While shoveling sidewalks during Winter Storm Jonas, I became intensely focused on what I was doing. Beginning from a corner, I made my way to the other side of the building, slowly taking off layer by layer of snow. I became aware of my steps, the falling snow, the wind blowing into my face, and the progress I was making.
Neighbors came outside to do their own part with shovels and brooms. It wasn’t much better the next day with unreliable public transportation. I decided to trek the mile and a half to my boyfriend’s house. I saw it as an exciting, cautious adventure that I hadn’t taken in a while. I met snowy mounds, icy patches, and streets with snow untouched.
Walking after a major snowfall was therapeutic in a way, because it forced me to live in the now. As a person who is constantly inside her head, thinking about tomorrow, or about events that happened years ago, it’s difficult to be completely present in every moment.
It’s essential to be present in every moment when walking through snow. If not, you risk falling and injuring yourself. I have found myself living more in the now by being aware of my surroundings, and what I’m dealing with in the present instead of continuously getting lost in thoughts.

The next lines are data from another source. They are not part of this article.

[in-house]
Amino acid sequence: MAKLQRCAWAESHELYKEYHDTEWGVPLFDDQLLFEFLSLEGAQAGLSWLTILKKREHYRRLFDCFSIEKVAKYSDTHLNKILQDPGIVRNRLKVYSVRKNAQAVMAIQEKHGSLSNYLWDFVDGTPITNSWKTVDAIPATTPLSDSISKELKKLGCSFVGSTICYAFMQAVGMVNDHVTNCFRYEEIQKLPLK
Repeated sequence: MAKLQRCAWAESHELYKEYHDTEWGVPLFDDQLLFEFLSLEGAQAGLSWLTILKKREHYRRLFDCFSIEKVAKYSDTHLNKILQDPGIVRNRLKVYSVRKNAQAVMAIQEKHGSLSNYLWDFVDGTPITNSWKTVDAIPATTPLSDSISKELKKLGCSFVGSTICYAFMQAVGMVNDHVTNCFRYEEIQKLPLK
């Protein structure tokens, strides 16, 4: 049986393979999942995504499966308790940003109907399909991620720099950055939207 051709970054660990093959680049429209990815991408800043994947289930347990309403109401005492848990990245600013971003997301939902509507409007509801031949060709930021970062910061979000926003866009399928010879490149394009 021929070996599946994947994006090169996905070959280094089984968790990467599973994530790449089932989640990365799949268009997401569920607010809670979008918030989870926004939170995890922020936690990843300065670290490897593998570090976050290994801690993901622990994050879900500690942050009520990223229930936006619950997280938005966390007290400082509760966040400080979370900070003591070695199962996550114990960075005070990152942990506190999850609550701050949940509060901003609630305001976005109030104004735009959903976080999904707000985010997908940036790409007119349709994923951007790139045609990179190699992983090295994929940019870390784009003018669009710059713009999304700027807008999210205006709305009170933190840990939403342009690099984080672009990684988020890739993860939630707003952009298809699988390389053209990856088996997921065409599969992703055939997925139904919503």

I have to actively think before maneuvering around a puddle, think about strategies to get over the mountains of snow, and holding onto railings. I take one wet boot in front of the other consciously instead of acting automatically. The blizzard has reminded me to live in the now, or risk falling.
It’s mentally tiring being in the moment, but it’s even more wasteful thinking about the past that has already happened, and is set in stone. The future can’t be controlled, similar to the weather. We can see it coming, predicting its landing, and its consequences, but there’s nothing we can do about it. It’s going to happen whether we want it to or not. It’s going to present itself eventually,
even if we’re not ready, or if we think we are.
The mayor prepared the city by working with the sanitation and transportation departments, but it still wasn’t enough. There was more snow than expected, people and cars were still out despite the travel ban. The aftermath was worse.
I want to carry my conscious thinking into the other three seasons, where there isn’t slippery snow. We should all want to live in the moment with a cause, whatever it may be. But having a purpose it makes it easier to do so. Find a purpose, a cause to live in the moment, and make it count. Perhaps later on you'll look back on today, and think about why you didn’t cherish the time you had.